Quick blog update!
Latest dates for Screen Kiss Series screening on the ONE HUNDRED FOOT II tour are…
This Tuesday 1 July at the Jerwood Gallery, London, with a Q & A from the curator, Jim Hobbs.
And next Wednesday 9 July at the Star and Shadow, Newcastle… with live MC-ing from the legendary David Leister!
ONE HUNDRED FOOT II is the second gathering of artists’ 16mm ﬁlms which explore the us of this short, analogue format within the ﬁeld of moving image work. As an industry standard, 100 feet of ﬁlm (approximately 3 minutes) is the given length for a small spool of 16mm ﬁlm. This given/standard/restraint has been used by artists in the past and remains a pertinent form/format today. Utilizing this number, a ﬁlm can be conjured up within the parameters of two distant but speciﬁc points – 0 and 100. In understanding that ﬁlm, as opposed to digital, is measured in this tactile and physical form of length, the ﬁlmmaker/artist must address the issue of time through the measurement of a material length. For some, this constraint is seen as a time limit; for others, it becomes a ﬁnite amount of physical material in which to construct a work, similar to a sculptor’s material; and again, for others, their considerations may combine or reach beyond these deceptively simple approaches. The concerns around this issue are as idiosyncratic, subjective, and varied as the artists’ work itself – yet it is within this standardized and objective limit of 100 feet of ﬁlm, that each maker must compose their subject matter through an exercise of economy. Whatever the ﬁlmmaker’s or artist’s intent, there is no doubt that this speciﬁc measurement is an actualized consideration for any artist working with ﬁlm.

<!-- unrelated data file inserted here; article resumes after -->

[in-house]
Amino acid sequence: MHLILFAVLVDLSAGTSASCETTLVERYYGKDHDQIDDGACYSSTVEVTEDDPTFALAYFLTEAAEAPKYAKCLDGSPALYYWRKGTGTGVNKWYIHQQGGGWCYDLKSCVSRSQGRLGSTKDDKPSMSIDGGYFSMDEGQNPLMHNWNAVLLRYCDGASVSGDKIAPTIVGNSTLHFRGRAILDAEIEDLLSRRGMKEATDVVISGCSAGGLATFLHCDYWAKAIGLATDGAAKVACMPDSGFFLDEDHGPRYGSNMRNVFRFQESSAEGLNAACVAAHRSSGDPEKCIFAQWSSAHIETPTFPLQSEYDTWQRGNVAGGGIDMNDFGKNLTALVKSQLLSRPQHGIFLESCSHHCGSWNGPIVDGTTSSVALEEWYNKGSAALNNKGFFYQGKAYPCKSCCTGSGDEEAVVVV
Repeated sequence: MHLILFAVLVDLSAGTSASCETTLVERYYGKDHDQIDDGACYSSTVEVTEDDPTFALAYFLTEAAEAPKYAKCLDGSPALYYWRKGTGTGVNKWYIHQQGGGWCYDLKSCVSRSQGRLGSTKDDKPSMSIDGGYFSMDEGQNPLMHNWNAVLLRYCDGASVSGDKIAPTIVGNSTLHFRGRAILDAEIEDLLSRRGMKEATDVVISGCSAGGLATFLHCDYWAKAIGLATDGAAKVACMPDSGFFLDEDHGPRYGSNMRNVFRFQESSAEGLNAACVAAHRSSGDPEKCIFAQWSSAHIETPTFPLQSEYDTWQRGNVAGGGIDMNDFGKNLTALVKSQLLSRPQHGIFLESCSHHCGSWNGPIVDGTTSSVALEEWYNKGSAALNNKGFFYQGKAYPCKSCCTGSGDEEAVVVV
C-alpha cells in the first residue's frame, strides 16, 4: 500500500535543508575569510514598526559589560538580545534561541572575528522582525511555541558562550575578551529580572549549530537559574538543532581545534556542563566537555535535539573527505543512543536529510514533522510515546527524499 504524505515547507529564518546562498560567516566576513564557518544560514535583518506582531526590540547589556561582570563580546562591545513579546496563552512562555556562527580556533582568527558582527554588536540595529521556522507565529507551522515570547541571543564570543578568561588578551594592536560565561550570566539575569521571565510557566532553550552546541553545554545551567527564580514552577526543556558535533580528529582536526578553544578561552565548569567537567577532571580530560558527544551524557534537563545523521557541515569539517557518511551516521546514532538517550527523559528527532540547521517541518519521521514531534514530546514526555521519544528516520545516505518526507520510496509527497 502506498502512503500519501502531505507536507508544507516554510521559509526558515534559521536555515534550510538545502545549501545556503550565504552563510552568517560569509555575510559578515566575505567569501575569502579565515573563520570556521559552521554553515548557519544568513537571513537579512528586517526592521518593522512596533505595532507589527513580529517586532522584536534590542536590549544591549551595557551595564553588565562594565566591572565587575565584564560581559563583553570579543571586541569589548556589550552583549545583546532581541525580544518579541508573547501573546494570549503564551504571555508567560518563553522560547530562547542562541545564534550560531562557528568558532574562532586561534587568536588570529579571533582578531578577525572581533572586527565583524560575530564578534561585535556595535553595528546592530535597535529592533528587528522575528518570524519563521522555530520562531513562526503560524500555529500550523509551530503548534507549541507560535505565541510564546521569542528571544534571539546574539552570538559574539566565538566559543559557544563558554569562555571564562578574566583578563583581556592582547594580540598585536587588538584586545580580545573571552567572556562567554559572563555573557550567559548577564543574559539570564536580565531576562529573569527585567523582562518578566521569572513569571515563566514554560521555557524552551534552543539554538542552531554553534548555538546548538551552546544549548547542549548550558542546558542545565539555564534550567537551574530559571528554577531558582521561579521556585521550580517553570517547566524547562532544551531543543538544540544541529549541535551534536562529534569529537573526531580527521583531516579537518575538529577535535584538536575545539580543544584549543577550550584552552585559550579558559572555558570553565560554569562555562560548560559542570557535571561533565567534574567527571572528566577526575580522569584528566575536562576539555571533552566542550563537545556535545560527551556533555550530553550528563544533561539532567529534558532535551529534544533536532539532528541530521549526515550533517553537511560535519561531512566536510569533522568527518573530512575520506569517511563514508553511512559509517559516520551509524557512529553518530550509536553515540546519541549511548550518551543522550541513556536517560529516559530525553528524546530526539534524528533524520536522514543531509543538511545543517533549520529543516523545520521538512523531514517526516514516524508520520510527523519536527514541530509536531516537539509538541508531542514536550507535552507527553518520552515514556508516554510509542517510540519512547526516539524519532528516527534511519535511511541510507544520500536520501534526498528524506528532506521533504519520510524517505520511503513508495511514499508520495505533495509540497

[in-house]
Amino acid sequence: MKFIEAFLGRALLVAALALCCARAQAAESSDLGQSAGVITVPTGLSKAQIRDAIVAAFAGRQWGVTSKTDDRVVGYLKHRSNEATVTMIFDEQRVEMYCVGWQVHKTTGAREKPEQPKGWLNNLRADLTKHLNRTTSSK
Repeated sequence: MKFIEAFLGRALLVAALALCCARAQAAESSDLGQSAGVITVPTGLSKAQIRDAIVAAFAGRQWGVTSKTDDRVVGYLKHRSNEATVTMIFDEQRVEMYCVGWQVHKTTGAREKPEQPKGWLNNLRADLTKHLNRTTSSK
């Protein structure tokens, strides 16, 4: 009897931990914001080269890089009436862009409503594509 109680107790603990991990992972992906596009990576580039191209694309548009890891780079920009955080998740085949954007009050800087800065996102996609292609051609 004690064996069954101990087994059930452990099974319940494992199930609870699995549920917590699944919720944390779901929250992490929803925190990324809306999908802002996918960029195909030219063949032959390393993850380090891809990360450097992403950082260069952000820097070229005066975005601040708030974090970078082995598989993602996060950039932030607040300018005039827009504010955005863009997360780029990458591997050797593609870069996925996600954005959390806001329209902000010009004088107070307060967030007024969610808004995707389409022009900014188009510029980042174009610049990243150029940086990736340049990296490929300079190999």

Holding true to this interest, and while still being open to interpretation, Jim Hobbs has collected 21 ﬁlms, all shown on 16mm, by artists and ﬁlmmakers whose work falls within the parameters of “One Hundred Foot”. Collage, found footage, handmade processes, ﬁlm manipulation, short sketches, ﬁnished works, end of reels, rushes, and cans that haven’t been off the shelf in years – these ﬁlms offer up a type of B-side mentality and a glimpse into many of the artists working process. Additionally, the works engage with ongoing debate around the role of analogue within a digital age – questioning its purpose, aesthetics, and intention in the realm of contemporary moving image works.